Ralegh: The Treason Trial is an immersive verbatim account of the trial of an Elizabethan hero, performed 415 years after it shocked the nation. Before a short run in the Sam Wanamaker Playhouse, you can catch it in Winchester Great Hall, the location of the original trial.
Looking forward, Playing Shakespeare with Deutsche Bank, our production for young people, will share the story of the tragic romance of Romeo and Juliet.
Our Read Not Dead series continues to shed light on rarely performed plays including Edward I by George Peele, and we have Macbeth and Henry V storytelling and workshops for families.
Special events include Armistice Day, marking 100 years since the end of the First World War, and our Winter Wassail, a festive celebration of the season.
Join us this winter as we explore stories from the past, the ghosts of then, and the storytellers from yesteryear, and simultaneously, collectively, create the ghosts of ‘tomorrow and tomorrow and tomorrow’.
What’s past is prologue The Tempest, Act II, scene 1
Blanche McIntyre (The Comedy of Errors and As You Like It at the Globe in 2014 and 2015) directs The Winter’s Tale; Shakespeare’s great play of the irrational and inexplicable, opening on 22 June.
Here are the actors bringing the play to life:
Annette Badland will play Old Shepherd Zora Bishop is Emilia Adrian Bower is Camillo Priyanga Burford is Hermione Becci Gemmell is Autolycus Will Keen will play Leontes Norah Lopez-Holden will play Perdita Luke MacGregor is Florizel Jordan Metcalfe will play Young Shepherd Oliver Ryan is Polixenes Sirine Saba will play Paulina Howard Ward is Antigonus Rose Wardlaw will play Mamillius/Time
If you’re booking tickets for Shakespeare’s Globe in the next few months you will notice some changes. This is part of an ongoing project to improve the booking and online experience for you, our audiences, visitors and participants.
One of the biggest changes we are making is to implement a new ticketing and customer database system: Tessitura, which will form the base for future improvements.
If you’ve booked with us before, your previous account will have been transferred over, but you will need to reset your password to login. This blog provides a step-by-step guide of how to reactivate your account or create a new account.
Previously purchased tickets online with Shakespeare’s Globe?
Watch this video to find out how you can reactivate your account and continue to purchase tickets and update your preferences.
We would like to hear what you think about these changes, so we can make further improvements. We will continually be working to perfect your booking experience across the site and learn from the feedback you provide. If you have any comments or any questions, please do contact us at email@example.com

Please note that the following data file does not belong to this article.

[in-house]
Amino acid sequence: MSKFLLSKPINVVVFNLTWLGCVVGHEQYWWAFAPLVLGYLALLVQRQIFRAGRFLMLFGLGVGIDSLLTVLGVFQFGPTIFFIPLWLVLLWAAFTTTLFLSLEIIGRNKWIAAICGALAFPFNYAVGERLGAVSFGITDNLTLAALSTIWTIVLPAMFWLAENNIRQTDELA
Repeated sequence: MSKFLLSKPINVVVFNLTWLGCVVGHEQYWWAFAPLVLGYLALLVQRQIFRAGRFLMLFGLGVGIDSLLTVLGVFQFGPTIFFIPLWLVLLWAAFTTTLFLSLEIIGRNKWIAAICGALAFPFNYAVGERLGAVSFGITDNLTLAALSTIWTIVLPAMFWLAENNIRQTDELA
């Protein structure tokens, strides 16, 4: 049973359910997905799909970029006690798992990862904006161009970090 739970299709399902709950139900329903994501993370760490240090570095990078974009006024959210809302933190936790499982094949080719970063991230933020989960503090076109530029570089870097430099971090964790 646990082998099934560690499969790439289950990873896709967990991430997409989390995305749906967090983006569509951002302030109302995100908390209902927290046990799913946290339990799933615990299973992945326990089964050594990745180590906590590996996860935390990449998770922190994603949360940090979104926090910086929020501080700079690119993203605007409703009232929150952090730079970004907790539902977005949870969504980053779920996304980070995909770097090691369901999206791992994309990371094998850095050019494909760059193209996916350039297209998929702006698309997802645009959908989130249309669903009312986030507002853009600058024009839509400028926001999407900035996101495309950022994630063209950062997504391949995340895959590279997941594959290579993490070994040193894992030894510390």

We are pleased the new system will deliver an ever-growing number of benefits, including, but not limited to those below.
Your online booking experience will be streamlined, with better functionality, cleaner design and a more flexible basket, if you’re booking for more than one production or event.
We have brought together our membership and booking databases. This means if you are a current member you will be able to manage your accounts and data; or buy a membership online and start using the benefits immediately.
All schools and education bookings will be held in one place which will enable us to provide a better service for our community of teachers.
There will be more online availability for visitors to our Exhibition who would like to purchase their tickets in advance.
It will be possible to organise more of your experience in advance, for example you will be able to make a dinner reservation at the Swan at the same time as buying you theatre tickets.
We will be able to better communicate with you, providing you with relevant and useful information and engaging content.
We will be introducing a virtual queuing system for busy booking periods, such as when our Summer and Winter seasons go on sale for members and the public.
We will be able to continue to improve our Access facilities and will continue to work with members of our Access Scheme to finesse the online service for visitors with Access needs.
As of 24 April 2018, we have a brand new ticketing system. We understand that you may have some questions about the new system and how it works.
Below are some FAQs that give you more information about the new system and answer some common queries. Please ensure you have watched our step by step video guides below that will guide you through the new system.
As of 25 April 2018, we have a brand new ticketing system. Any previous passwords you have are from our old system are now invalid and therefore need to be reset.
Why do you have a new ticketing system?
In order to improve your online ticket-buying experience, we have a new and improved ticketing system that will manage all bookings to productions, workshops, events and more, as well as manage membership and donations.
Is this because you have a new website?
Our full new website is currently under construction and will be launched later in 2018. The changes today will only affect the ticketing pages of our site.
So how do I access my new account, what do I need to do?
Creating a new account is simple, but we’ve created a step-by-step video guide if you need any assistance.
What can I do with my account?
Once logged in, you can buy tickets, become a Member, donate and update your communication preferences and contact details.